FROM John Chiang
CA's Troubling Budget, LACCD's 'Shoddy Fiscal Mismanagement' Governor Brown and the legislature balanced next year's budget based on projections of how much revenue will be coming in. If those projections are off by a billion dollars, massive cuts will be automatically triggered in higher education, healthcare and other services. State Controller John Chiang says revenues for July were off by $539 million , more than half way to trigger point. Chiang has also issued a blistering critique of the Los Angeles Community College District, which he points out is the biggest thing of its kind in the nation with 250,000 students on campuses in 36 cities. He accuses the district of "shoddy fiscal management" of such magnitude it "will undermine the public's trust and threaten billions of public dollars." What's the worst of it?
State Legislators Won't Get Paid After All Last Wednesday, faced with losing their pay by failing to meet the June 15 deadline, the Assembly and Senate passed a budget . On Thursday, Governor Brown stunned Sacramento by casting a veto . Today, Controller John Chiang said the legislators won't get paid after all , because the budget was never balanced.
Governor Brown Says, 'Thanks, but No Thanks' Governor Brown today vetoed the budget passed yesterday by the Democratic majority in Sacramento, issuing an explanation on YouTube. Last year, voters passed Proposition 25 , providing that legislators would not get paid if they failed to meet the constitutional budget deadline of midnight last night. For the first time in 25 years, they made it. But what happens now that Brown has cast his veto? State Controller John Chiang, a Democrat, signs the checks.
Governor Tries to Impose Minimum Wage on State Workers For the past 20 years, the state legislature has met the June 15 constitutional deadline for passing a budget just once. But this time, Governor Schwarzenegger says 200,000 state workers will have to pay a high price. He insists that, starting on August 1, they'll all be paid the federal minimum wage, $7.25. We hear from a reporter following the budget, the Governor's Deputy Finance Director and the State Controller.
Will Sacramento Resort to Paying Its Bills with IOU's If California runs out of money at midnight tonight, State Controller John Chiang says he’ll have to pay the state’s bills with IOU’s starting on Thursday. As we record this program, it appears that Republicans and Democrats may come up with a stop-gap measure. In the meantime, we get an update and speak with Chiang.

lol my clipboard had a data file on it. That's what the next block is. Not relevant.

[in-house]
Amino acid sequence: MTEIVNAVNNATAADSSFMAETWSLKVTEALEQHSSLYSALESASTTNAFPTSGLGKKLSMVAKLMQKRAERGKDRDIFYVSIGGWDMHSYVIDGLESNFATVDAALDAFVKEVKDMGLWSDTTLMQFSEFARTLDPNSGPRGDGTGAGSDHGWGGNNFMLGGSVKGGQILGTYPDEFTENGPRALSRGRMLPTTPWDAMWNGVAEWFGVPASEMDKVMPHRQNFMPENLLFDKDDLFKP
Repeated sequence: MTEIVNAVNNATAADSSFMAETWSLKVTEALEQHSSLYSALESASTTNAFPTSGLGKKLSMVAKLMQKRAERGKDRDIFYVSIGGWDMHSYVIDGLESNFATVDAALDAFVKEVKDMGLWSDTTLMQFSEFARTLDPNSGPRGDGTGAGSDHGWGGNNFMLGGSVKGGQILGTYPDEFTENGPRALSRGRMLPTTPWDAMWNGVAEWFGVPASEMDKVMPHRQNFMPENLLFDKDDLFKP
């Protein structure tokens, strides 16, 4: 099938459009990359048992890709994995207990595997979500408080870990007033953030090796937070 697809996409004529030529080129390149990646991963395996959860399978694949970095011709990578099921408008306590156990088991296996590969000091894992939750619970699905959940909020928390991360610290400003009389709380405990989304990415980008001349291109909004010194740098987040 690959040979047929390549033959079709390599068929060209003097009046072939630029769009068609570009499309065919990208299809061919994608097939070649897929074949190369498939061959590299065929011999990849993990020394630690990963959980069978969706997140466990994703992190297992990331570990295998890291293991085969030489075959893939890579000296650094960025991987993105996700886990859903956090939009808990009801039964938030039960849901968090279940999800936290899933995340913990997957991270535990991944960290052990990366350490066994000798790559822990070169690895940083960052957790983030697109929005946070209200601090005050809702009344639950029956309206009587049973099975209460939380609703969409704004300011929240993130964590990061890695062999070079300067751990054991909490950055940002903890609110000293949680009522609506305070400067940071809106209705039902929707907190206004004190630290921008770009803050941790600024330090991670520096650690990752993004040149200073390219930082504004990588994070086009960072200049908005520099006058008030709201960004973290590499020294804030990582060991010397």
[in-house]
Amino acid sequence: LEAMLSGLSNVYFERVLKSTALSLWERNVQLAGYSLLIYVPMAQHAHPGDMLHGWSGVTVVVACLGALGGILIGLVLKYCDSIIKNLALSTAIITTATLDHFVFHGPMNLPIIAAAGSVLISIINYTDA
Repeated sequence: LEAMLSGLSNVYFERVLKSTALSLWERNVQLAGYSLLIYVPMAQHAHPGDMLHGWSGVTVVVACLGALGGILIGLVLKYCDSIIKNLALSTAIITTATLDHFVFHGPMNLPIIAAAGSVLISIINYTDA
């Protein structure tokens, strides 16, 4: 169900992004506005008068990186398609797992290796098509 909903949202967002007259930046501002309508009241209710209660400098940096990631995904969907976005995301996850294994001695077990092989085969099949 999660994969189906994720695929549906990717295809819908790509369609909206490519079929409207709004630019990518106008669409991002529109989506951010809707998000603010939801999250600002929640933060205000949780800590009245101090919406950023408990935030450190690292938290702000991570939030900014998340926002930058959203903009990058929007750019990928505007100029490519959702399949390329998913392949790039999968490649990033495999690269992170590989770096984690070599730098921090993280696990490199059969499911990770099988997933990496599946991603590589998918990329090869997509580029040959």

Schwarzenegger Threatens Minimum Wage for State Workers It's more than three weeks into the new fiscal year, but the state legislature with Democrats in the majority has not passed a budget . Failure to meet the constitutional deadline is nothing new, but this year there's a revenue shortfall of $15 billion. Governor Schwarzenegger says it's too expensive to borrow the money to keep going, so he has a proposal to defer a billion dollars in spending a month: cut the pay of some 200,000 state workers down to the federal minimum wage. They'd have to get by on $6.55 an hour until the budget was passed.
Terrorism and tweets, hate speech and murder Just days before an election, Britain is coping with a rash of deadly terrorism, and Prime Minister Theresa May is on the defensive. And again today, President Trump has tweeted criticism of the Mayor of London. Later, a double murder in Portland, Oregon has revealed the ugly past of a supposedly “progressive” city. One immediate question: is “hate speech” protected by the First Amendment?
Trump's new look at civil rights and global warming President Trump is reportedly ready to pull the US out of the Paris Agreement on Climate Change. We look at the possible consequences. On the second half of the program, we hear about cuts in Obama-Era civil rights programs called for by the Trump Administration's first budget plan.
White House budget proposal slashes and burns President Trump's first budget request is considered dead on arrival in Congress — a familiar development in Capitol Hill. We hear what it reveals about the priorities of the new administration. What's likely to die… and what might survive?
Janesville and the American Dream Janesville, Wisconsin is the hometown of Republican House Speaker Paul Ryan. But he couldn’t prevent the closing of the General Motors factory after 100 years. On this Memorial Day rebroadcast of To the Point, we hear what’s happened to what once was a model of American middle-class unity.